By Michael H. Crawford, MD, Editor

SYNOPSIS: For patients with stable ischemic heart disease, adding either ranolazine or calcium channel blockers to nitrate or beta-blocker therapy reduced the incidence of subsequent revascularization and costs vs. beta-blocker or nitrate therapy alone or in combination.

SOURCES: Meyer N, Tran O, Hartsfield C, et al. Revascularization rates and associated costs in patients with stable ischemic heart disease initiating ranolazine versus traditional antianginals as add-on therapy. Am J Cardiol 2019;123:1602-1609.

Rasalingam R, Boden WE. Role of ranolazine in reducing angina, subsequent revascularization, and healthcare expenditures in stable ischemic heart disease. Am J Cardiol 2019;123:1729-1731.

In patients with documented stable ischemic heart disease (SIHD), if symptoms are not controlled by antianginal (AA) therapy, guidelines recommend considering coronary artery revascularization, which increases the cost of managing such patients. Meyer et al analyzed a large group of insured patients in the United States.

SIHD patients treated with beta-blockers, calcium channel blockers, nitrates, or ranolazine were identified. They were divided into four groups: ranolazine added to one to three other AAs, beta-blockers as second or third AA, calcium channel blockers added, or long-acting nitrate added. The authors assessed revascularization, hospitalizations for revascularization, hospital length of stay, and total healthcare costs. The groups were adjusted for differing clinical characteristics, such as age, sex, and comorbidities. From 2008 through June 2016, the authors identified 108,741 patients with SIHD on AAs (18% were on ranolazine, 21% beta-blockers, 24% calcium channel blockers, and 37% long-acting nitrates). At baseline, 85% of patients were taking one AA and 15% were taking two AAs.

During follow-up (12 months), revascularization rates were lowest for the ranolazine group (11%) compared to the beta-blocker (16%) group and the nitrate group (14%; P < 0.001 for both) and were similar to the calcium channel blocker group (10%). In addition, compared to the beta-blocker and nitrate groups, ranolazine-treated patients were less likely to be hospitalized and stayed fewer days if they were admitted (P < 0.001). Mean healthcare costs were higher for beta-blocker ($4,465) and nitrate ($3,609) subjects vs. ranolazine ($2,933) or calcium channel blocker ($2,753) subjects (P < 0.001). The authors concluded that for SIHD patients, ranolazine and calcium channel blocker therapy was associated with fewer revascularization procedures and lower healthcare costs than treatment with beta-blockers or long-acting nitrates.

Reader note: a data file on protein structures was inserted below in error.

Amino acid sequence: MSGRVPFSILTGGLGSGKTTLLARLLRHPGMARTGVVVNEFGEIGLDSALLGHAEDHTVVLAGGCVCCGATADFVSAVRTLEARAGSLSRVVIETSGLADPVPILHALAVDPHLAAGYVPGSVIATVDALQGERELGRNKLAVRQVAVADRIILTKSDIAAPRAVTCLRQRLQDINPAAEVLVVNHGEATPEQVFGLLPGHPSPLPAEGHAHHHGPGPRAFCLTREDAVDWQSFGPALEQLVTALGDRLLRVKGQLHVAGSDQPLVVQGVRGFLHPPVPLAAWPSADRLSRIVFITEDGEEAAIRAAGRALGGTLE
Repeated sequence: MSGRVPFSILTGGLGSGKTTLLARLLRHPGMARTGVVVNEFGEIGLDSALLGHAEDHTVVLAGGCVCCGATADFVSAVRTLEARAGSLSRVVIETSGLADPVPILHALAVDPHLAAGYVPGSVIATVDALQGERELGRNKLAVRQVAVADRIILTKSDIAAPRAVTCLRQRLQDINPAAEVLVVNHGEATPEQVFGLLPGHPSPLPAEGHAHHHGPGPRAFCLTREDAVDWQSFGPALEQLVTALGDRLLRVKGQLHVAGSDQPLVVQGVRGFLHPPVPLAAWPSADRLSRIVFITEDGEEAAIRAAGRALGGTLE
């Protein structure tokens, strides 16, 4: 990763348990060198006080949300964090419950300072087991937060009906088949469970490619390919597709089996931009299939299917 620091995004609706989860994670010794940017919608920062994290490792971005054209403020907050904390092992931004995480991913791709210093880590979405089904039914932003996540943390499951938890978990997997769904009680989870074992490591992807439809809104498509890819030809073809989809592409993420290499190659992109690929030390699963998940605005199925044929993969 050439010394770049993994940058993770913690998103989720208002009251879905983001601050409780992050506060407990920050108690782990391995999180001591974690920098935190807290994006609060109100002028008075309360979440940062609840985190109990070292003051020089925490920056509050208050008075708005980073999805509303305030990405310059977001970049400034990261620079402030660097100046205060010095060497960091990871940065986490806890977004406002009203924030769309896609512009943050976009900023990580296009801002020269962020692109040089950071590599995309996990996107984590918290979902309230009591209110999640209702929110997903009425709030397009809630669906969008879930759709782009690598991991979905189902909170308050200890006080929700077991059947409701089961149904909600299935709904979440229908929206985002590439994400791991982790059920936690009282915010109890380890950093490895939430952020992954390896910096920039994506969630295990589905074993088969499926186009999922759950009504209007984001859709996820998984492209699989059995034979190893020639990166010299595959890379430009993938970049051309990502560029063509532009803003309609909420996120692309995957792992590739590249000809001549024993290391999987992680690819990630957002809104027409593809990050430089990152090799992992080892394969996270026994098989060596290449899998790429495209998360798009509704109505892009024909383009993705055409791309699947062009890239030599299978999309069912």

This study was designed to show the superiority of ranolazine as the second-choice agent for treating angina in SIHD patients whose symptoms are not controlled by one of three standard therapies for angina; it did. However, Meyer et al also showed that ranolazine was no better than calcium channel blockers for this purpose, a point glazed over in this pharmaceutical company-sponsored study. This does not surprise me, as earlier studies with calcium channel blockers showed their superiority over beta-blockers and nitrates for controlling angina. This fact seems to have been lost on my younger colleagues. I am continually surprised by how few of them put their patients on calcium channel blockers for angina control. When asked why, younger physicians usually respond that they thought the calcium channel blockers were only used for hypertension. Granted, calcium channel blockers can produce adverse effects. Dihydropyridine calcium channel blockers can cause tachycardia — but are a good addition to beta-blockers for this reason. Non-dihydropyridine calcium channel blockers can precipitate heart failure in patients with left ventricular ejection fractions < 35% — but are good at controlling heart rate. One major advantage of ranolazine as a second-choice agent for angina is that it does not affect heart rate or blood pressure. All three standard agents can reduce blood pressure to unacceptable levels at higher doses. The other interesting point: the preponderance of SIHD patients with angina were treated with only one agent (almost always a beta-blocker). This may be because U.S. guidelines recommend using a beta-blocker first in a stepwise algorithm for pharmacologic therapy. There are no solid data supporting this recommendation, and it may be an extrapolation from beta-blocker use after myocardial infarction and for heart failure. This undertreatment may be fueled by the ready availability and relatively low risk of percutaneous revascularization (PCI). However, revascularization does not prevent myocardial infarction or extend life. If symptom relief is the goal, it makes sense to try optimal medical therapy that includes not only more than one AA but risk factor control and lifestyle alterations. This approach was quite effective in the COURAGE trial.1

There were limitations to the Meyer et al study. It was retrospective and based on administrative data. There is a lack of granularity in the data. For example, we do not know which calcium channel blockers the patients were taking, the doses of any drugs, or compliance. Also, administrative databases may misclassify outcomes compared to medical records review. Despite the study’s flaws, Meyer et al emphasized that angina control with optimal medical therapy (which should include a calcium channel blocker or ranolazine) is preferable from a cost perspective and perhaps for patient safety than proceeding to PCI on suboptimal therapy.


  1. Boden WE, O’Rourke RA, Teo KK, et al. Optimal medical therapy with or without PCI for stable coronary disease. N Engl J Med 2007;356:1503-1516.